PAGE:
Fayne Island was named after an obscure British fur trapper, and remained one of the largest unsettled islands in the Great Lakes until a community of Mennonites moved there in 1801.

The Mennonites, originally from lower Michigan, were worried about temptation and influence from the world outside their sect. So they moved their entire small community to the island to set up a self-sufficient settlement in what was then the frontier.

Harsh winters and stony soil made for a very difficult time, and the Mennonites found themselves increasingly unable to farm for a living by the 1840s. Eventually, at a contentious meeting, they decided to solicit outsiders to trade for materials they could not make themselves and for food in years when harvests were bad.

By 1860, a small trading community of non-Mennonites had formed, and it grew rapidly. The first non-Mennonite buildings outside the docks were laid out in the 1870s, and by the 1880s the Mennonites were a minority on Fayne, with many having left the faith and others moving to join less tiny religious communities elsewhere. A small number of Mennonites remain, isolated and on cool terms with the rest of the population.

Fayne had become a popular summer destination by the turn of the century, and many of the main buildings date to that time. The Golden Gardenia Hotel dates to 1897, becoming a favorite of those who couldn’t afford other island hotels like the Grand on Mackinac or who simply preferred a cozier atmosphere.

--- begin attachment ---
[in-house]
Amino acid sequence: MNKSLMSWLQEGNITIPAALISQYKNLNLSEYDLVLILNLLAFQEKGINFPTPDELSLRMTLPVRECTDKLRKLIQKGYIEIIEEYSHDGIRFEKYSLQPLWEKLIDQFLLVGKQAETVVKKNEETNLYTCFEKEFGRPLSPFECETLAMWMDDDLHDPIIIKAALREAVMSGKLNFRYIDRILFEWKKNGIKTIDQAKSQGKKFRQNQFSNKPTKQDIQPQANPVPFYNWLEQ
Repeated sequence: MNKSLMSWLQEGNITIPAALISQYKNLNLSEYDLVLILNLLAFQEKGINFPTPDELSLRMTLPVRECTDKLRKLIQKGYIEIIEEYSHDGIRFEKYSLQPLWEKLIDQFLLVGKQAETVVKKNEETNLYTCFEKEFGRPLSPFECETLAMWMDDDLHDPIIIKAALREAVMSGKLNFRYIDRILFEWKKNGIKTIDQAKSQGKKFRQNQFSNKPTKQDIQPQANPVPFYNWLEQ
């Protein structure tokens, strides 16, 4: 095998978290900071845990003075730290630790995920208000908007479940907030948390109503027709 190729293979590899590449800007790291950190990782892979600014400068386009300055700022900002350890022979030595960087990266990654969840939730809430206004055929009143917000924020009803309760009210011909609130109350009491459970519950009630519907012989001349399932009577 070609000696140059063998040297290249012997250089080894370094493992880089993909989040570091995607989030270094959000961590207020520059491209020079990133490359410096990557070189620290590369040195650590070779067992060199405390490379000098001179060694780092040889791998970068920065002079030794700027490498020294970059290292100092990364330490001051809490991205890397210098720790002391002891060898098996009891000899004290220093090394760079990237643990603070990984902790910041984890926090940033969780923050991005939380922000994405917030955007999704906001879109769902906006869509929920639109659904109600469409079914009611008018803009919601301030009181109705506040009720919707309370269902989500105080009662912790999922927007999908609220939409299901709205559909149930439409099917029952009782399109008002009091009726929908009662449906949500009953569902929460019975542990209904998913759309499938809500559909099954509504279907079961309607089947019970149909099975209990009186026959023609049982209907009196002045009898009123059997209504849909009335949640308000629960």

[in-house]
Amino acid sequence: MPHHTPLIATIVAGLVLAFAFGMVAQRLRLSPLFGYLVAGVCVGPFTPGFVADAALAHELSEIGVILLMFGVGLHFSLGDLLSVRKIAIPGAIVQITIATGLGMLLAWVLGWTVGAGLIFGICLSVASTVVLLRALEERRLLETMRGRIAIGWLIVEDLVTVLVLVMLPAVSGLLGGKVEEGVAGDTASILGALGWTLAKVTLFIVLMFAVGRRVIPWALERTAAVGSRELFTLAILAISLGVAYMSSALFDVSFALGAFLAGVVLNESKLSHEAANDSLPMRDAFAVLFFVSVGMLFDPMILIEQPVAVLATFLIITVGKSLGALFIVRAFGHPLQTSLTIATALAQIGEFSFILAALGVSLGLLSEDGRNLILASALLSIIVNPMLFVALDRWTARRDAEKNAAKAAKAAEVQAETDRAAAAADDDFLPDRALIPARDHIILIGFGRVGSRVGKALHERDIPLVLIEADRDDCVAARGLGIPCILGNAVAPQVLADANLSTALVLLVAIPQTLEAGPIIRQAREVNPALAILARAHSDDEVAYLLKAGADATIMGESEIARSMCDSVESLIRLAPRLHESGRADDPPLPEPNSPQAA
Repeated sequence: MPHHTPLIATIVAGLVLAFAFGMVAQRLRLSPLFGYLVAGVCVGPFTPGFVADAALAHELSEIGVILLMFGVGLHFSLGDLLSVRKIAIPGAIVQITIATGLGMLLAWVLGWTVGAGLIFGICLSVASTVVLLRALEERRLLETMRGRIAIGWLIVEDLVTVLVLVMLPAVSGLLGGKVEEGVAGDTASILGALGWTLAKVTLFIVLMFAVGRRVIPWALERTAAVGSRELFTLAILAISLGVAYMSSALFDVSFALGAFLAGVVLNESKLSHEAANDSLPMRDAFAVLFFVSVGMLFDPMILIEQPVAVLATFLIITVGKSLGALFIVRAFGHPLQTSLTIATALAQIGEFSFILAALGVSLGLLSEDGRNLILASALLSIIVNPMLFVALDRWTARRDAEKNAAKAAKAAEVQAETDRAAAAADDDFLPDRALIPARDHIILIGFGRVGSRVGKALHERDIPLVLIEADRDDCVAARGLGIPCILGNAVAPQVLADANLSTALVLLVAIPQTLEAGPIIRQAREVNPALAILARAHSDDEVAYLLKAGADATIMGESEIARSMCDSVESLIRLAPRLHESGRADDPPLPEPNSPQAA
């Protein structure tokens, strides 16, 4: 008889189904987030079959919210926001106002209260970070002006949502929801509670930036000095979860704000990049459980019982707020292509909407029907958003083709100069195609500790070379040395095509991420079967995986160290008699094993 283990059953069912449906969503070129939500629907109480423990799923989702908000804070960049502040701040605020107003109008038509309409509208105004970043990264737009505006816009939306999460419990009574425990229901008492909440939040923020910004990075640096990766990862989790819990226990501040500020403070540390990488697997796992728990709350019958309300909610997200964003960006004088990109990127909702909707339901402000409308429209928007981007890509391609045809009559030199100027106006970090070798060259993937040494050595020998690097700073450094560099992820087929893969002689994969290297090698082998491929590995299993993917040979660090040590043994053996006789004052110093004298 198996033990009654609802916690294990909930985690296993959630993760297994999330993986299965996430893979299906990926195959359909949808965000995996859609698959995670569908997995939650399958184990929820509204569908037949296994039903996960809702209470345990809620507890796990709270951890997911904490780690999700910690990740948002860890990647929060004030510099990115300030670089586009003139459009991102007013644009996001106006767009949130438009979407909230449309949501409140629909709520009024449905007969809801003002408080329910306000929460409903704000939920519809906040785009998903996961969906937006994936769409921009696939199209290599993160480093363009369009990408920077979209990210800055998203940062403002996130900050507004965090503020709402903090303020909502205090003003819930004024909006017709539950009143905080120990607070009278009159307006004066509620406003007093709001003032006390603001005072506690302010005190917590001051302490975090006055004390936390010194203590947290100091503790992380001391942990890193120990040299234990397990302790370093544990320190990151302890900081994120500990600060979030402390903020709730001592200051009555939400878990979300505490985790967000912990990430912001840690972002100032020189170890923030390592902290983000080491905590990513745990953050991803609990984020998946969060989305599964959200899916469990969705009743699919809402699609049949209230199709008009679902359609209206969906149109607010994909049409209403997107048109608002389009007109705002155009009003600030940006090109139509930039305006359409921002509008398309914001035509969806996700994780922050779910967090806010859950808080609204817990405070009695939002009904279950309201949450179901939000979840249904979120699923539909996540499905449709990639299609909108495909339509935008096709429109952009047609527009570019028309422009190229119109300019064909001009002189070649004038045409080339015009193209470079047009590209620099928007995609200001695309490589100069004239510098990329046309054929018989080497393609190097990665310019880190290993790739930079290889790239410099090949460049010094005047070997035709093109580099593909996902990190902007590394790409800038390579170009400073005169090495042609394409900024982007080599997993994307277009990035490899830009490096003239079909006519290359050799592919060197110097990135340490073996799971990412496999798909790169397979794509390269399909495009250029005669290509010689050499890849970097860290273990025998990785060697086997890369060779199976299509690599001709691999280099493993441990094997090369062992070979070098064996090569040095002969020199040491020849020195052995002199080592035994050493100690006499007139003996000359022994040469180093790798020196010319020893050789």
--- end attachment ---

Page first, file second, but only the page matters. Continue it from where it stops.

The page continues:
The end of the lake trade in the 1950s and 1960s badly hurt what had become Fayne Township, and the island fell on hard times with many closures and a loss of population to the mainland, a trend that continues to this day. Though the economy improved in the 1990s, and the Golden Gardenia was saved from demolition, it is a far cry from the salad days of the late 1800s.

Contemporary Fayne Island finds itself at a crossroads. The population is rapidly aging, and many of the young people are moving away. While still relatively popular, tourist attractions like the Gardenia make residents worry about an influx of outsiders that could wipe away the township’s uniqueness. Many older residents are very outspoken about making the island another tourist trap for “fudges” a la Mackinac.

To open itself up to the world and possibly lose its uniqueness, or to remain isolated and possibly dwindle into nothingness–those are the options confronting Fayne Island in the 21st century.

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